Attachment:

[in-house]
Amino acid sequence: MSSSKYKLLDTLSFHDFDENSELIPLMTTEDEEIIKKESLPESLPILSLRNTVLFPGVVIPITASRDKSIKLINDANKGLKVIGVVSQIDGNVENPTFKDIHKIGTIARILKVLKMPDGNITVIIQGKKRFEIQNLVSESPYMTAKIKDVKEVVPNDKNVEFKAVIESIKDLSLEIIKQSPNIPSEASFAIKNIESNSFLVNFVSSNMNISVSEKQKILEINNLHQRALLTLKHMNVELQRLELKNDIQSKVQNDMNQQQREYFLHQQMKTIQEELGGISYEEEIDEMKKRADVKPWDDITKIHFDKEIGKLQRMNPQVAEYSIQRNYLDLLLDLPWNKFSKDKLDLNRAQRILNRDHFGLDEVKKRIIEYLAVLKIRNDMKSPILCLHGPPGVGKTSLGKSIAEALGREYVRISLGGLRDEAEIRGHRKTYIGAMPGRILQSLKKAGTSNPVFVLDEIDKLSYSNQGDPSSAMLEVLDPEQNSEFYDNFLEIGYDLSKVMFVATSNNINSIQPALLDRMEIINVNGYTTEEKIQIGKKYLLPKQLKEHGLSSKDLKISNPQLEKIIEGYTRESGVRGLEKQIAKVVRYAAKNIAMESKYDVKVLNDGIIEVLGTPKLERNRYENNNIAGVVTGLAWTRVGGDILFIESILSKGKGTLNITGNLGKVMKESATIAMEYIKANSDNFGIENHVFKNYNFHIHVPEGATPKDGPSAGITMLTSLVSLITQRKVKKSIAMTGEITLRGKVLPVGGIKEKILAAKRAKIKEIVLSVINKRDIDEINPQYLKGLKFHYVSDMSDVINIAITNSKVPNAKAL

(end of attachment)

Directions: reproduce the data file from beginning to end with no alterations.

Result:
[in-house]
Amino acid sequence: MSSSKYKLLDTLSFHDFDENSELIPLMTTEDEEIIKKESLPESLPILSLRNTVLFPGVVIPITASRDKSIKLINDANKGLKVIGVVSQIDGNVENPTFKDIHKIGTIARILKVLKMPDGNITVIIQGKKRFEIQNLVSESPYMTAKIKDVKEVVPNDKNVEFKAVIESIKDLSLEIIKQSPNIPSEASFAIKNIESNSFLVNFVSSNMNISVSEKQKILEINNLHQRALLTLKHMNVELQRLELKNDIQSKVQNDMNQQQREYFLHQQMKTIQEELGGISYEEEIDEMKKRADVKPWDDITKIHFDKEIGKLQRMNPQVAEYSIQRNYLDLLLDLPWNKFSKDKLDLNRAQRILNRDHFGLDEVKKRIIEYLAVLKIRNDMKSPILCLHGPPGVGKTSLGKSIAEALGREYVRISLGGLRDEAEIRGHRKTYIGAMPGRILQSLKKAGTSNPVFVLDEIDKLSYSNQGDPSSAMLEVLDPEQNSEFYDNFLEIGYDLSKVMFVATSNNINSIQPALLDRMEIINVNGYTTEEKIQIGKKYLLPKQLKEHGLSSKDLKISNPQLEKIIEGYTRESGVRGLEKQIAKVVRYAAKNIAMESKYDVKVLNDGIIEVLGTPKLERNRYENNNIAGVVTGLAWTRVGGDILFIESILSKGKGTLNITGNLGKVMKESATIAMEYIKANSDNFGIENHVFKNYNFHIHVPEGATPKDGPSAGITMLTSLVSLITQRKVKKSIAMTGEITLRGKVLPVGGIKEKILAAKRAKIKEIVLSVINKRDIDEINPQYLKGLKFHYVSDMSDVINIAITNSKVPNAKAL